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Resolving wave propagation in anisotropic poroelastic media using graphical processing units (GPUs)
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  • Yury Alkhimenkov,
  • Ludovic Räss,
  • Lyudmila Khakimova,
  • Beatriz Quintal,
  • Yury Podladchikov
Yury Alkhimenkov
University of Lausanne

Corresponding Author:yury.alkhimenkov@unil.ch

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Ludovic Räss
ETH Zurich
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Lyudmila Khakimova
Lomonosov Moscow State University
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Beatriz Quintal
University of Lausanne
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Yury Podladchikov
University of Lausanne
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Biot's equations describe the physics of hydro-mechanically coupled systems establishing the widely recognized theory of poroelasticity. This theory has a broad range of applications in Earth and biological sciences as well as in engineering. The numerical solution of Biot's equations is challenging because wave propagation and fluid pressure diffusion processes occur simultaneously but feature very different characteristic time scales. Analogous to geophysical data acquisition, high resolution and three dimensional numerical experiments lately re-defined state of the art. Tackling high spatial and temporal resolution requires a high-performance computing approach. We developed a multi-GPU numerical application to resolve the anisotropic elastodynamic Biot's equations that relies on a conservative numerical scheme to simulate, in a few seconds, wave fields for spatial domains involving more than 1.5 billion grid cells. We present a comprehensive dimensional analysis reducing the number of material parameters needed for the numerical experiments from ten to four. Furthermore, the dimensional analysis emphasizes the key material parameters governing the physics of wave propagation in poroelastic media. We perform a dispersion analysis as function of dimensionless parameters leading to simple and transparent dispersion relations. We then benchmark our numerical solution against an analytical plane wave solution. Finally, we present several numerical modeling experiments, including a three-dimensional simulation of fluid injection into a poroelastic medium. We provide the Matlab, symbolic Maple, and GPU CUDA C routines to reproduce the main presented results. The high efficiency of our numerical implementation makes it readily usable to investigate three-dimensional and high-resolution scenarios of practical applications.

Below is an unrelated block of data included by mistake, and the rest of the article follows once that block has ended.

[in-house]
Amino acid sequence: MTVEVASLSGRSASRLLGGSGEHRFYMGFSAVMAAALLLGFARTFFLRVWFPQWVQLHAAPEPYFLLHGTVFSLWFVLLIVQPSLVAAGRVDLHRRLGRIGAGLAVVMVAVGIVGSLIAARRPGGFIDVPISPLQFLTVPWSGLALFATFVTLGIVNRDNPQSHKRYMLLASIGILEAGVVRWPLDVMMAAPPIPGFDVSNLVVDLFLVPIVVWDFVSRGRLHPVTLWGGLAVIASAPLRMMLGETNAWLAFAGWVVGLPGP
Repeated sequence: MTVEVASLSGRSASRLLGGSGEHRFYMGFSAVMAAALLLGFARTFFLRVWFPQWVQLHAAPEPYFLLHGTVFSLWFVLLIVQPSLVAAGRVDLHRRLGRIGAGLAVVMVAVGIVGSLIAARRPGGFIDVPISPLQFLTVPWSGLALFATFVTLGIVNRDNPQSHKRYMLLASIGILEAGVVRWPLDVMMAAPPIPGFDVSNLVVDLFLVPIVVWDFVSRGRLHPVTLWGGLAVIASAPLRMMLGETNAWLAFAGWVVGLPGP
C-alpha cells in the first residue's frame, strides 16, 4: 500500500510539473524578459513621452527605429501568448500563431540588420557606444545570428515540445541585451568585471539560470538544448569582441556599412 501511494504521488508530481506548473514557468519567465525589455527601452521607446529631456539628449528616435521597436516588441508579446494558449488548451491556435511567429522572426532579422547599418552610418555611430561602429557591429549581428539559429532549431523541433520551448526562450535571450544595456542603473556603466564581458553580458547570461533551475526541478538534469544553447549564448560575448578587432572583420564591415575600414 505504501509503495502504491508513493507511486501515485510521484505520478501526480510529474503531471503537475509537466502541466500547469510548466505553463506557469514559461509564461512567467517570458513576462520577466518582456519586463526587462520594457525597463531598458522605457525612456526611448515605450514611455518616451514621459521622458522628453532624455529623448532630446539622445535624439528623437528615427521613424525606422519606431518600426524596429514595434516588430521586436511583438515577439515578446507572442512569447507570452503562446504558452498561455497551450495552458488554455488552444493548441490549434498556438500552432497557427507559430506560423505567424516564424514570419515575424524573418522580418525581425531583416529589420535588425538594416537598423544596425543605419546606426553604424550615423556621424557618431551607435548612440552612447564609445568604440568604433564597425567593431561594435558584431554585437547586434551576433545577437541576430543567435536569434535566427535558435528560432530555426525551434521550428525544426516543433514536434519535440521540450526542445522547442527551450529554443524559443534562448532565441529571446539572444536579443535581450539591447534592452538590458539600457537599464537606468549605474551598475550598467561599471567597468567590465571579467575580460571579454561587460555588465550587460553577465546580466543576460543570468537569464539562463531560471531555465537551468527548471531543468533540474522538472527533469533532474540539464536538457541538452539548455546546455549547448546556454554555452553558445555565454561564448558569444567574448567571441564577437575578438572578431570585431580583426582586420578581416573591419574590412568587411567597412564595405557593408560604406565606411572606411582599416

Jul 2021Published in Journal of Geophysical Research: Solid Earth volume 126 issue 7. 10.1029/2020JB021175